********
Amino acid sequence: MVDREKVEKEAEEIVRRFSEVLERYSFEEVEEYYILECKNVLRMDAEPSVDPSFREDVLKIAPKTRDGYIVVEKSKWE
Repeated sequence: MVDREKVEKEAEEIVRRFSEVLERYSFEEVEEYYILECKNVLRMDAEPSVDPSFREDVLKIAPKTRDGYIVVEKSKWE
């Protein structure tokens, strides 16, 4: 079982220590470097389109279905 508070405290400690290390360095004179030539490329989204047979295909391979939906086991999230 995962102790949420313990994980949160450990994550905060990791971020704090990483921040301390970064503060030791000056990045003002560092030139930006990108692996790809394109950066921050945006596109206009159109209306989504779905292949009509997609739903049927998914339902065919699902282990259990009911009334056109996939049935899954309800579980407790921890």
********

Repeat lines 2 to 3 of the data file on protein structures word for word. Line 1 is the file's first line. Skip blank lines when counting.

Repeated sequence: MVDREKVEKEAEEIVRRFSEVLERYSFEEVEEYYILECKNVLRMDAEPSVDPSFREDVLKIAPKTRDGYIVVEKSKWE
């Protein structure tokens, strides 16, 4: 079982220590470097389109279905 508070405290400690290390360095004179030539490329989204047979295909391979939906086991999230 995962102790949420313990994980949160450990994550905060990791971020704090990483921040301390970064503060030791000056990045003002560092030139930006990108692996790809394109950066921050945006596109206009159109209306989504779905292949009509997609739903049927998914339902065919699902282990259990009911009334056109996939049935899954309800579980407790921890």